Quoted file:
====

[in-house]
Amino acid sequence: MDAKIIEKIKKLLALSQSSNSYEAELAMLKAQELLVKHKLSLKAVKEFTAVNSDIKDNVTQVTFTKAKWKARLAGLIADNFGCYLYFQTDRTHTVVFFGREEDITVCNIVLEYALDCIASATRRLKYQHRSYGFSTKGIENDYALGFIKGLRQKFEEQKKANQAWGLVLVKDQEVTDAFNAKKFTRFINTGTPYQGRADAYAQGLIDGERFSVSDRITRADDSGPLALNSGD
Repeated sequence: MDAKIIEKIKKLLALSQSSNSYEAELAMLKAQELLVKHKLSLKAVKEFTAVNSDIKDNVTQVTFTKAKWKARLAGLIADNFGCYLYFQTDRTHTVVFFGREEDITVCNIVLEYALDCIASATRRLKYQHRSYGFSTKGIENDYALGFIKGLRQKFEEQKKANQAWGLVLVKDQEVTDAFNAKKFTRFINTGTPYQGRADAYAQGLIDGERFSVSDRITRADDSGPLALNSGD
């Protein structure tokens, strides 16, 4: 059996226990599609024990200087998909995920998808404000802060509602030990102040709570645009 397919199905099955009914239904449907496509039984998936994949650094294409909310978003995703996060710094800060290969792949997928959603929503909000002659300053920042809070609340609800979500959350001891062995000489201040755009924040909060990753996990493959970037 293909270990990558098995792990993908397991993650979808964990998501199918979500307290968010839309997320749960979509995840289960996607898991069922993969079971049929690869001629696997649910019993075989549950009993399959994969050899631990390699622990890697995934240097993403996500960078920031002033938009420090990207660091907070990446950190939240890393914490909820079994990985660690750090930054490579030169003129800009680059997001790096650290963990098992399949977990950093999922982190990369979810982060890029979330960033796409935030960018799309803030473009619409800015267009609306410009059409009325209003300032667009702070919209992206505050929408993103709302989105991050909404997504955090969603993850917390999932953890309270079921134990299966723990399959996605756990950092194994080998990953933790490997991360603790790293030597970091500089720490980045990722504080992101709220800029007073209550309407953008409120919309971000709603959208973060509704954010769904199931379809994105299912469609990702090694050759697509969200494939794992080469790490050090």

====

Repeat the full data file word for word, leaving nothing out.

[in-house]
Amino acid sequence: MDAKIIEKIKKLLALSQSSNSYEAELAMLKAQELLVKHKLSLKAVKEFTAVNSDIKDNVTQVTFTKAKWKARLAGLIADNFGCYLYFQTDRTHTVVFFGREEDITVCNIVLEYALDCIASATRRLKYQHRSYGFSTKGIENDYALGFIKGLRQKFEEQKKANQAWGLVLVKDQEVTDAFNAKKFTRFINTGTPYQGRADAYAQGLIDGERFSVSDRITRADDSGPLALNSGD
Repeated sequence: MDAKIIEKIKKLLALSQSSNSYEAELAMLKAQELLVKHKLSLKAVKEFTAVNSDIKDNVTQVTFTKAKWKARLAGLIADNFGCYLYFQTDRTHTVVFFGREEDITVCNIVLEYALDCIASATRRLKYQHRSYGFSTKGIENDYALGFIKGLRQKFEEQKKANQAWGLVLVKDQEVTDAFNAKKFTRFINTGTPYQGRADAYAQGLIDGERFSVSDRITRADDSGPLALNSGD
């Protein structure tokens, strides 16, 4: 059996226990599609024990200087998909995920998808404000802060509602030990102040709570645009 397919199905099955009914239904449907496509039984998936994949650094294409909310978003995703996060710094800060290969792949997928959603929503909000002659300053920042809070609340609800979500959350001891062995000489201040755009924040909060990753996990493959970037 293909270990990558098995792990993908397991993650979808964990998501199918979500307290968010839309997320749960979509995840289960996607898991069922993969079971049929690869001629696997649910019993075989549950009993399959994969050899631990390699622990890697995934240097993403996500960078920031002033938009420090990207660091907070990446950190939240890393914490909820079994990985660690750090930054490579030169003129800009680059997001790096650290963990098992399949977990950093999922982190990369979810982060890029979330960033796409935030960018799309803030473009619409800015267009609306410009059409009325209003300032667009702070919209992206505050929408993103709302989105991050909404997504955090969603993850917390999932953890309270079921134990299966723990399959996605756990950092194994080998990953933790490997991360603790790293030597970091500089720490980045990722504080992101709220800029007073209550309407953008409120919309971000709603959208973060509704954010769904199931379809994105299912469609990702090694050759697509969200494939794992080469790490050090």